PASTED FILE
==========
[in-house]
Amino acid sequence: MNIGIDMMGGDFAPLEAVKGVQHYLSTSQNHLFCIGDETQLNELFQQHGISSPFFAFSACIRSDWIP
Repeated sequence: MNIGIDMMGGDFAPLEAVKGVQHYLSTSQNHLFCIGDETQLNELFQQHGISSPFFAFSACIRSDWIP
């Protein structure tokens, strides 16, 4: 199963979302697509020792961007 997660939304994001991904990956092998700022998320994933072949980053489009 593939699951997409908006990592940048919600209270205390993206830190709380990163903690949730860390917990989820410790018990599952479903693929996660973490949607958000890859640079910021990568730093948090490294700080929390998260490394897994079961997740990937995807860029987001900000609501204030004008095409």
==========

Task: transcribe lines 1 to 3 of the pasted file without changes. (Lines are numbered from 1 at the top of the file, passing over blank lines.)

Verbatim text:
[in-house]
Amino acid sequence: MNIGIDMMGGDFAPLEAVKGVQHYLSTSQNHLFCIGDETQLNELFQQHGISSPFFAFSACIRSDWIP
Repeated sequence: MNIGIDMMGGDFAPLEAVKGVQHYLSTSQNHLFCIGDETQLNELFQQHGISSPFFAFSACIRSDWIP